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«Nelson 1 Garrett Dash Nelson Comparative Literature 273 Professor Svetlana Boym 5 January 2009 PRUITT–IGOE Facts and Memories of an American Ruin ...»

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Nelson 1

Garrett Dash Nelson

Comparative Literature 273

Professor Svetlana Boym

5 January 2009

PRUITT–IGOE

Facts and Memories of an American Ruin

Georg Simmel, writing on ruins, grants nature a monopoly on the business of

ruination. He pits the constructive spirit of the human will against the “brute, downwarddragging, corroding, crumbling power of nature,”1 locating the ruin at the equilibriumpoint where “what was raised by the spirit becomes the object of the same forces which form the contour of the mountain and the banks of the river.”2 While nature is no doubt history’s most prolific ruiner, Simmel forgets the human spirit’s reflexive role in destroying its own work. Sometimes a ruin is not a standoff between man and nature but between man and man, a conflict of spirit against spirit, and a staging point for competition over the material and semiotic domination of an environment. Because of this, it is possible to speak not only of the aesthetics of a ruin but of its epistemologies and politics as well.

Such ruins challenge the unitary notion of a constructivist urge in mankind; they exhibit the perpetual dialectic between thesis and antithesis which drives human life forwards.

One such ruin which figures heavily in the American imagination of modernity, urbanity, and community is the vanished housing project Pruitt-Igoe, built in St. Louis in the early 1950s and now no more than a messy plot of trees with an electrical substation.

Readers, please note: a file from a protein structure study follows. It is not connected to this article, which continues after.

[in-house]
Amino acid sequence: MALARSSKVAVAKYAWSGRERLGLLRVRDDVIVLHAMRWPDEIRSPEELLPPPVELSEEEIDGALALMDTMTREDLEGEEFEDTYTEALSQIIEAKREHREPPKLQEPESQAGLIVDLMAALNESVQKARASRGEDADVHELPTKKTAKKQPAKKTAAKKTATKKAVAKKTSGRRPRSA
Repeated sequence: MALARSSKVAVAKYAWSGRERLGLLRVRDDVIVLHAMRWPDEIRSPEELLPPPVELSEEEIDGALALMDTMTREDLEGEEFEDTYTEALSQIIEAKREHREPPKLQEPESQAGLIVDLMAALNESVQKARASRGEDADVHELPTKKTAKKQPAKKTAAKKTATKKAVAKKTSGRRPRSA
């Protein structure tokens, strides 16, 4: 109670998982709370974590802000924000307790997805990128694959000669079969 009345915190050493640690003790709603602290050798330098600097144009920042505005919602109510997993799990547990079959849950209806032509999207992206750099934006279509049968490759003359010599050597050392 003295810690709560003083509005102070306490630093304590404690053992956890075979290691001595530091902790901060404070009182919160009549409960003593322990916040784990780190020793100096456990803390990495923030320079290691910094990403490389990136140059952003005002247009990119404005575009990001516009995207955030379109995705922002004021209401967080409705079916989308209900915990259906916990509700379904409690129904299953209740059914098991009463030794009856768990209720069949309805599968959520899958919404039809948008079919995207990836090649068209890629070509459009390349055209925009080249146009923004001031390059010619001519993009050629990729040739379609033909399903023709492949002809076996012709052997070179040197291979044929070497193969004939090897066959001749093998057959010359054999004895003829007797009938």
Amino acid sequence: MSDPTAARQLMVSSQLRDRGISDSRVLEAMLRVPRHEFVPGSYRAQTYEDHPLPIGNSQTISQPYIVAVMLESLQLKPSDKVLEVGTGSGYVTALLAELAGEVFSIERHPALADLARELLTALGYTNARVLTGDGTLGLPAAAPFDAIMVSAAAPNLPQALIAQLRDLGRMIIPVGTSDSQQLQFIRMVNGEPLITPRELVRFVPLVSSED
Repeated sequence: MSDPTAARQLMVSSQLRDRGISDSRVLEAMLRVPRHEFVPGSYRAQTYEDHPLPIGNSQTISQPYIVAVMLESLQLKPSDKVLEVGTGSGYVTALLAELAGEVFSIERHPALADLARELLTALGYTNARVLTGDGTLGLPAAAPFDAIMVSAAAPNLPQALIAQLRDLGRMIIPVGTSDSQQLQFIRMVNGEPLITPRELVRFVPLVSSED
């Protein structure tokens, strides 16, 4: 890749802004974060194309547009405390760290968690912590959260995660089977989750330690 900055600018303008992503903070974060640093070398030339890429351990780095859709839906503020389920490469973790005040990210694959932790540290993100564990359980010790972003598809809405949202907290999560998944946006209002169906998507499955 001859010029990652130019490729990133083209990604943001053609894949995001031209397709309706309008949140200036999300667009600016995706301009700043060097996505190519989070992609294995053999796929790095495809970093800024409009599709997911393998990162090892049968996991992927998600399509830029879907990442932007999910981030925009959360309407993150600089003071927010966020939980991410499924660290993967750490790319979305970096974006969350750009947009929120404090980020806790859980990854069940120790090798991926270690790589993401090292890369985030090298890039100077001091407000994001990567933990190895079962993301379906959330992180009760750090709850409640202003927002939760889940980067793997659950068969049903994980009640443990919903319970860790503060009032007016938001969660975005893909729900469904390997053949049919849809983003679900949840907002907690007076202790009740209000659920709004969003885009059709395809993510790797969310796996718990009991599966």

Pruitt-Igoe was a fairly standard product of the postwar period of American social planning and urban renewal, designed in a High Modernist style and one of hundreds of redevelopments across the country aimed at counteracting the emptying-out and immiseration of city centers. Before long, though, Pruitt-Igoe became a living ruin, turned rotten and desperate due to the decay and hopelessness of the society inhabiting it. As occupancy plummeted and the buildings developed the scars of underclass anger and Nelson 2 racist neglect, the project became an icon of the physical and moral blight of the American metropolis. Pruitt-Igoe’s ruination was carried to its endpoint by the city itself in the early 1970s, when the housing authorities chose to raze their own project rather than pursue a fruitless rehabilitation. In a stunning act of destructive power, the towers were imploded less than two decades after they were built. That shocking image became the material for an ideological battle waged over the function of public architecture and the utility of expert rationality amongst the texture of urban experience. Thus, through all its phases of ruination, Pruitt-Igoe has been a kind of document, first in bricks and blueprints, then in graffiti lines and trash heaps, and finally in films and essays, of the different ways of imagining, executing, and then remembering Modernist ideals. It calls out through history to signify “the past that could have been and the future that never took place.”3 It is an archetypal American ruin.